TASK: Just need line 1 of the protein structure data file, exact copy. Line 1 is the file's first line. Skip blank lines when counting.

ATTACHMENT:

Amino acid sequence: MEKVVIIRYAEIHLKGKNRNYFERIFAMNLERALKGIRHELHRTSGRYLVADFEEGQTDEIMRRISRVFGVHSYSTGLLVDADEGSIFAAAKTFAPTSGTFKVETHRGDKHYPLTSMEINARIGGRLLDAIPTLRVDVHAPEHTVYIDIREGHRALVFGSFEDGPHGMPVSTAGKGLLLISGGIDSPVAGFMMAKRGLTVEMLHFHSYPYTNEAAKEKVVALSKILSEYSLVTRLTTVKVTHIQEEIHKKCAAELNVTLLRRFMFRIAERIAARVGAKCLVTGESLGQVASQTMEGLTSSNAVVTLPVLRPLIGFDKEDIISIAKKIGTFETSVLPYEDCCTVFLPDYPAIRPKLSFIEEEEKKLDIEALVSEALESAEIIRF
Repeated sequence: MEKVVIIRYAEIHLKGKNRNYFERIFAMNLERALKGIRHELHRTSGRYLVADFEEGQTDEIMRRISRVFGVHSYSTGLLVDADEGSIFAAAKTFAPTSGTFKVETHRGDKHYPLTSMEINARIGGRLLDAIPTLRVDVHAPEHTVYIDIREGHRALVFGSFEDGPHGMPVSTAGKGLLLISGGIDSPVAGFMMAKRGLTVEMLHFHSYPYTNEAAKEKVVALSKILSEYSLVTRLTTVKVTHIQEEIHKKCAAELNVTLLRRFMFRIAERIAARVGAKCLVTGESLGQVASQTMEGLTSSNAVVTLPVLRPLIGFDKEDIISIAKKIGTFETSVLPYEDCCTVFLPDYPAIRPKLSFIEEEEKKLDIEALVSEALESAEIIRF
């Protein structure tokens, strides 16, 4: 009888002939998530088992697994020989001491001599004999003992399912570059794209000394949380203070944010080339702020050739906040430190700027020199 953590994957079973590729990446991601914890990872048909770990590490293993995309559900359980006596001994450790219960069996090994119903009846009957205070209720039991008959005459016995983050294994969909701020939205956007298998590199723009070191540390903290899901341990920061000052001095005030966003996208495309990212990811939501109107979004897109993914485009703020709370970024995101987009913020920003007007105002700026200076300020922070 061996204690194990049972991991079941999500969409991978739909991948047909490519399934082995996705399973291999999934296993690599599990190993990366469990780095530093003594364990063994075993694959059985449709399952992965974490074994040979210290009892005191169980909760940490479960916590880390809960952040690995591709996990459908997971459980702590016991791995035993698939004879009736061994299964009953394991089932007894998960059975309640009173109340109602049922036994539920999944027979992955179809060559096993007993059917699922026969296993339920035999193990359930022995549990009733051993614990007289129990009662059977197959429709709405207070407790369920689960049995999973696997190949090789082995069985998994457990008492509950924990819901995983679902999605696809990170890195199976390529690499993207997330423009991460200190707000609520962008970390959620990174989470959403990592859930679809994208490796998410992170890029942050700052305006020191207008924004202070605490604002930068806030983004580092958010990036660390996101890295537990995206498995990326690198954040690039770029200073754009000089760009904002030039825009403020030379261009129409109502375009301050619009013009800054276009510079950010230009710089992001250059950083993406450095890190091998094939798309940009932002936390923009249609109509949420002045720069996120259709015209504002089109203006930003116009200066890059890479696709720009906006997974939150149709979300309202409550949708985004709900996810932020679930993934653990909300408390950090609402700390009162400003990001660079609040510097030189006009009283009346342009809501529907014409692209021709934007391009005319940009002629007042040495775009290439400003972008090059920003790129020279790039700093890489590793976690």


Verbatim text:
Amino acid sequence: MEKVVIIRYAEIHLKGKNRNYFERIFAMNLERALKGIRHELHRTSGRYLVADFEEGQTDEIMRRISRVFGVHSYSTGLLVDADEGSIFAAAKTFAPTSGTFKVETHRGDKHYPLTSMEINARIGGRLLDAIPTLRVDVHAPEHTVYIDIREGHRALVFGSFEDGPHGMPVSTAGKGLLLISGGIDSPVAGFMMAKRGLTVEMLHFHSYPYTNEAAKEKVVALSKILSEYSLVTRLTTVKVTHIQEEIHKKCAAELNVTLLRRFMFRIAERIAARVGAKCLVTGESLGQVASQTMEGLTSSNAVVTLPVLRPLIGFDKEDIISIAKKIGTFETSVLPYEDCCTVFLPDYPAIRPKLSFIEEEEKKLDIEALVSEALESAEIIRF